“For No Good Reason” doc profiles artist Ralph Steadman

Fear and Loathing in Las Vegas, Dr. Gonzo, by Ralph Steadman

Fear and Loathing in Las Vegas, Dr. Gonzo, by Ralph Steadman

“I really thought if I ever learned to draw properly, I would try and change the world for the better.”

That is the life goal of artist Ralph Steadman- best known as a political cartoonist and pioneer of gonzo journalism alongside Hunter S. Thompson. Thompson the voice, Steadman the vision.

The new documentary “For No Good Reason” chronicles Steadman’s career from his first trip to New York and meeting Thompson at the Kentucky Derby in 1970 to painting in his home studio in the English countryside today. The film, guided as a conversation between Steadman and longtime friend Johnny Depp, reveals the nature of Steadman and Thompson’s partnership with candid moments from footage throughout the years. Thompson appears boisterous, drunk or high and demanding against the sober, even keeled Steadman. However, as the film goes on, the tenacity of Steadman is revealed. Not as visibly rowdy as his counterpart, Steadman proves to be more focused—not just trying to cause uproar in a bar, but uproar in all of society.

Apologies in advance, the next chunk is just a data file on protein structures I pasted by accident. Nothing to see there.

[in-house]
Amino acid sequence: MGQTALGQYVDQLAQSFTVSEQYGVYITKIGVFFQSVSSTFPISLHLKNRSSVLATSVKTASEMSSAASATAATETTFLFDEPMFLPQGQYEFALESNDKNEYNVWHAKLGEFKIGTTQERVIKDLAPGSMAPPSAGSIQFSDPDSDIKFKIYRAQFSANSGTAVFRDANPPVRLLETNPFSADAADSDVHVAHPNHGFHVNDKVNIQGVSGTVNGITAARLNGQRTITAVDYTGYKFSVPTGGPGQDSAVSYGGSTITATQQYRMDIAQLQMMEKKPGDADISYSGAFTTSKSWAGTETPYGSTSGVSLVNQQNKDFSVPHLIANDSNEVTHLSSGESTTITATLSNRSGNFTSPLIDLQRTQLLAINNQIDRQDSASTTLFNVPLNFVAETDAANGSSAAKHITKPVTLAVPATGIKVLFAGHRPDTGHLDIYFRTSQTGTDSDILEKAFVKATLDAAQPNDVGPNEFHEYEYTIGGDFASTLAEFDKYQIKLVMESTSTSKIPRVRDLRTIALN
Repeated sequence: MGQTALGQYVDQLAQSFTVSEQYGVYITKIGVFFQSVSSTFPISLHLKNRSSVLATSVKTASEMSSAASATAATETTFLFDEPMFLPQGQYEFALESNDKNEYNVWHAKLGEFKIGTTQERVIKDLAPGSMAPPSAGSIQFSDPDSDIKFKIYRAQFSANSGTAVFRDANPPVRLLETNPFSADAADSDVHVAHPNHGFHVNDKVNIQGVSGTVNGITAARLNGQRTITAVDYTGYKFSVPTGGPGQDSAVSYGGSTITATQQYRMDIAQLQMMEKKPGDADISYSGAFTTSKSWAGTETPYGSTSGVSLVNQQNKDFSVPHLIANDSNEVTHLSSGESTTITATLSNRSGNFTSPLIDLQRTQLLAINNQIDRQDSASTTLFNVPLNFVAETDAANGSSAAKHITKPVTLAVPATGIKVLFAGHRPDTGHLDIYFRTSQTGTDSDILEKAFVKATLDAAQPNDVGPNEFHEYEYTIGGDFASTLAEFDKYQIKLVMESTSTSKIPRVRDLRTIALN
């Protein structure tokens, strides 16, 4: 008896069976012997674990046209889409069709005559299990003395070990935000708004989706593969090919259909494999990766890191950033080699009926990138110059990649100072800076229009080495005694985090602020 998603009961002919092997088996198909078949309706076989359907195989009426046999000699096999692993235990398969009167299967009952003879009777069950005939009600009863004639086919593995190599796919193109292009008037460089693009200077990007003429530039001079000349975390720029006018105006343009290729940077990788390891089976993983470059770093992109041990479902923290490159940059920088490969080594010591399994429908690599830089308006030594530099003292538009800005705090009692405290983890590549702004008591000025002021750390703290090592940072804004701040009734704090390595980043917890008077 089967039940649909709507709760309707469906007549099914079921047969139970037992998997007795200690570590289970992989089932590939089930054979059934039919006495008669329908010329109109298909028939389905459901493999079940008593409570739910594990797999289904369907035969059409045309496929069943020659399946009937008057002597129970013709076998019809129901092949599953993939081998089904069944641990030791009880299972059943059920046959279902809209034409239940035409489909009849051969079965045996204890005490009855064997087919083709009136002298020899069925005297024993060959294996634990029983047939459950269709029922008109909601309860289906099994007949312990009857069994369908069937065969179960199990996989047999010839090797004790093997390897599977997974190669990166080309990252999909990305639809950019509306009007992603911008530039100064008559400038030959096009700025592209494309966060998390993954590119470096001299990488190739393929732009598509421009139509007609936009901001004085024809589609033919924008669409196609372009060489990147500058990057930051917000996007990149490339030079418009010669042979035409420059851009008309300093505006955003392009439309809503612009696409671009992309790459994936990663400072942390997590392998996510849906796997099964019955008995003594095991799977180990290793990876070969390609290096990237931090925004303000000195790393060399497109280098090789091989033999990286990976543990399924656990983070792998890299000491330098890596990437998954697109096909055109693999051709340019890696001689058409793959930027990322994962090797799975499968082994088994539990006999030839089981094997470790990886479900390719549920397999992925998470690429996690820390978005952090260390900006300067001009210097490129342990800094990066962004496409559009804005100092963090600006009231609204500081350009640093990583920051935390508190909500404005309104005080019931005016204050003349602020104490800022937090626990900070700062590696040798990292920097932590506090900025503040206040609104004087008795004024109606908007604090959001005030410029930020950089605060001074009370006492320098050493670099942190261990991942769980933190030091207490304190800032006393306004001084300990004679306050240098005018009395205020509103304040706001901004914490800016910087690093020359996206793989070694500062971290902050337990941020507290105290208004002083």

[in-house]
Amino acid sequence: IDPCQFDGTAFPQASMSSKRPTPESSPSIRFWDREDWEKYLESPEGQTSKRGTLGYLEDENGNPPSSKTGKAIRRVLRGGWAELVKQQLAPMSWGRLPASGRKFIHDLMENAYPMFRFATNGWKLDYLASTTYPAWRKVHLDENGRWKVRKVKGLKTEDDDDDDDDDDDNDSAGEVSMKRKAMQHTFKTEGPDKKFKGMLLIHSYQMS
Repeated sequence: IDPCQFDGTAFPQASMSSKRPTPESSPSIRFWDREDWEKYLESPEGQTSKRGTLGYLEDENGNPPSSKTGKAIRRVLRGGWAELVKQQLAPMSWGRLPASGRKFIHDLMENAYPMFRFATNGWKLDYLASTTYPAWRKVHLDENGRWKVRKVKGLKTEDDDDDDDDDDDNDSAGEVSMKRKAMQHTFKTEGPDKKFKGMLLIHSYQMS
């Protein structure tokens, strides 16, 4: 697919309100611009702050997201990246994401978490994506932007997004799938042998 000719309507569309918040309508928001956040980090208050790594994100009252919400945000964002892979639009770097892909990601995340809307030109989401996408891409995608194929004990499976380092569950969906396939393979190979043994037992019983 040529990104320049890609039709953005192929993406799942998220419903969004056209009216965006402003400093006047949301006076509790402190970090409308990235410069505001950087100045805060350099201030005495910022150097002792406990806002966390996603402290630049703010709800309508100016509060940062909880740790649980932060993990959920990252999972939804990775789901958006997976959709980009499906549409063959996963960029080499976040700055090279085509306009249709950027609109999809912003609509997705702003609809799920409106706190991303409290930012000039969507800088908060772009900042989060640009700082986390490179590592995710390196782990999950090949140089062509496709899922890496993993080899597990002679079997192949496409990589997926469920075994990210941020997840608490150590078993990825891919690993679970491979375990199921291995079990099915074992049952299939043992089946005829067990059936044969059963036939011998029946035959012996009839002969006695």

Steadman’s inky and often grotesque images shout political beliefs and aim to call to attention the flaws and injustices of humanity. Splattering paint onto paper, he holds no inhibitions and brings forth his thoughts and emotions as he draws. Building line on top of line, splattering and erasing, the images formed are as raw and truthful as Steadman perceives the world in that moment. In the beginning of the film, Steadman demonstrates his method to Depp and creates a sad, frightful picture of an unloved pet. Steadman, not even fully conscious of his drawing until it is created, is disappointed by the ugly creature and the negative emotions it represents.

In explaining his art to Depp, Steadman says, “I go out of my way to make something that is as unexpected to me as it is to anyone else. If I knew what was going to happen before I started, what would be the point in doing it?”

For such a positive and cheerful person, many of Steadman’s drawings depict the darker side of man. Just as Thompson was controversial and abrasive through his actions and writing, Steadman puts no filter on his art, spewing out onto blank sheets radical and sometimes shocking portrayals without hesitation or fear of consequence. Steadman’s artistic limitlessness seems to have been a point of contention in his relationship with Thompson. While Thompson was rebellious, he didn’t seem able to go quite as far as Steadman.

Despite the pair’s disagreements at times, Steadman views Thompson as pivotal to his is career and life. On thinking back to his first encounter with the writer, Steadman states, “I was very lucky– I met up with the one man I needed to meet in the whole of America.”

Through decades of work and the loss of his partner, Steadman continues to cling to his pen and paints, using art as is weapon, still fighting to make the world we live in a better place. While the film itself is not as brilliantly executed as one might hope, exploring Steadman’s work is inspiring and will leave viewers wanting to make a change.

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